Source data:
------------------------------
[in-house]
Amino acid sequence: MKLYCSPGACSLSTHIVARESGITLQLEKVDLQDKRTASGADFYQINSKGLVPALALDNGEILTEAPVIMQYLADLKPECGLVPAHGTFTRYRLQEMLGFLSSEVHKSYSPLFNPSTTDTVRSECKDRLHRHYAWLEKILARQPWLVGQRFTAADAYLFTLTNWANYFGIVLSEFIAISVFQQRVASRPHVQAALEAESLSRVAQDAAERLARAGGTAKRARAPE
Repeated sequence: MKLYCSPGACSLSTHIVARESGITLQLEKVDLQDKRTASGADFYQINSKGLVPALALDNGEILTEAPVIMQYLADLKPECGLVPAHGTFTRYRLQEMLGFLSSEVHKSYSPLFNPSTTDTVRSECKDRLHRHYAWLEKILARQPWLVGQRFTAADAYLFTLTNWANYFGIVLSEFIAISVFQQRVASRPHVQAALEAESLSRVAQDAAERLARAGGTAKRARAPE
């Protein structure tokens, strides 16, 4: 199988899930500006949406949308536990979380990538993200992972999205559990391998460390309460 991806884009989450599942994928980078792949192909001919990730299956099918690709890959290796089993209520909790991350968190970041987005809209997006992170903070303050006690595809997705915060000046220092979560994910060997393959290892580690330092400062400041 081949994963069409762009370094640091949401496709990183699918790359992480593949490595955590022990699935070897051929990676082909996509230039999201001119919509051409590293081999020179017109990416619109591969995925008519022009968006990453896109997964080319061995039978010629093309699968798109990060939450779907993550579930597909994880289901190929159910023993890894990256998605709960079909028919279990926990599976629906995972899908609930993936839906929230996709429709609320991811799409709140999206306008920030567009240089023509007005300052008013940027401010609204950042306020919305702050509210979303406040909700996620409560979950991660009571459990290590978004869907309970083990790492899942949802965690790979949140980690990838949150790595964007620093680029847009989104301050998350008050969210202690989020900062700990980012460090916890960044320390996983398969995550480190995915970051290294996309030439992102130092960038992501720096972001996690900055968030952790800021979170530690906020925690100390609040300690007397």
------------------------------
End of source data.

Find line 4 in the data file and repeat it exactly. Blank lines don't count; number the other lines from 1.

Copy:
């Protein structure tokens, strides 16, 4: 199988899930500006949406949308536990979380990538993200992972999205559990391998460390309460 991806884009989450599942994928980078792949192909001919990730299956099918690709890959290796089993209520909790991350968190970041987005809209997006992170903070303050006690595809997705915060000046220092979560994910060997393959290892580690330092400062400041 081949994963069409762009370094640091949401496709990183699918790359992480593949490595955590022990699935070897051929990676082909996509230039999201001119919509051409590293081999020179017109990416619109591969995925008519022009968006990453896109997964080319061995039978010629093309699968798109990060939450779907993550579930597909994880289901190929159910023993890894990256998605709960079909028919279990926990599976629906995972899908609930993936839906929230996709429709609320991811799409709140999206306008920030567009240089023509007005300052008013940027401010609204950042306020919305702050509210979303406040909700996620409560979950991660009571459990290590978004869907309970083990790492899942949802965690790979949140980690990838949150790595964007620093680029847009989104301050998350008050969210202690989020900062700990980012460090916890960044320390996983398969995550480190995915970051290294996309030439992102130092960038992501720096972001996690900055968030952790800021979170530690906020925690100390609040300690007397």